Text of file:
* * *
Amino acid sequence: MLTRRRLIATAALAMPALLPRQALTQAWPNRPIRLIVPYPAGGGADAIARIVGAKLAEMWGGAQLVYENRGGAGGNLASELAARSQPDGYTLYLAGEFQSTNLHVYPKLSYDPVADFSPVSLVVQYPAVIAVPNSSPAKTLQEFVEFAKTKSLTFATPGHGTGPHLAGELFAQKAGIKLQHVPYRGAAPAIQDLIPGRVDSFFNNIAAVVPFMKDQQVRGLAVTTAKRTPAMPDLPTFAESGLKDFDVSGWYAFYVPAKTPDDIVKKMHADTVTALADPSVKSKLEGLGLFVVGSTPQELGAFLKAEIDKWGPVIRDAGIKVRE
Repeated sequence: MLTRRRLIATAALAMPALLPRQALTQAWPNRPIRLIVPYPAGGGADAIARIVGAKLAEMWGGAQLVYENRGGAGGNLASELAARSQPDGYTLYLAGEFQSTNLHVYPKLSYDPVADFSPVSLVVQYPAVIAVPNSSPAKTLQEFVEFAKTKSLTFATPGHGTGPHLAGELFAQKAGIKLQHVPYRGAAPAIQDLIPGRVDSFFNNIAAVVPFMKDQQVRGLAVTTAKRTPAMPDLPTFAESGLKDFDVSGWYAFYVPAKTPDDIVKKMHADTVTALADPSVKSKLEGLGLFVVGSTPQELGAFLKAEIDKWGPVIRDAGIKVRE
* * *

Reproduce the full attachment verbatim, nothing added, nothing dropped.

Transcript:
Amino acid sequence: MLTRRRLIATAALAMPALLPRQALTQAWPNRPIRLIVPYPAGGGADAIARIVGAKLAEMWGGAQLVYENRGGAGGNLASELAARSQPDGYTLYLAGEFQSTNLHVYPKLSYDPVADFSPVSLVVQYPAVIAVPNSSPAKTLQEFVEFAKTKSLTFATPGHGTGPHLAGELFAQKAGIKLQHVPYRGAAPAIQDLIPGRVDSFFNNIAAVVPFMKDQQVRGLAVTTAKRTPAMPDLPTFAESGLKDFDVSGWYAFYVPAKTPDDIVKKMHADTVTALADPSVKSKLEGLGLFVVGSTPQELGAFLKAEIDKWGPVIRDAGIKVRE
Repeated sequence: MLTRRRLIATAALAMPALLPRQALTQAWPNRPIRLIVPYPAGGGADAIARIVGAKLAEMWGGAQLVYENRGGAGGNLASELAARSQPDGYTLYLAGEFQSTNLHVYPKLSYDPVADFSPVSLVVQYPAVIAVPNSSPAKTLQEFVEFAKTKSLTFATPGHGTGPHLAGELFAQKAGIKLQHVPYRGAAPAIQDLIPGRVDSFFNNIAAVVPFMKDQQVRGLAVTTAKRTPAMPDLPTFAESGLKDFDVSGWYAFYVPAKTPDDIVKKMHADTVTALADPSVKSKLEGLGLFVVGSTPQELGAFLKAEIDKWGPVIRDAGIKVRE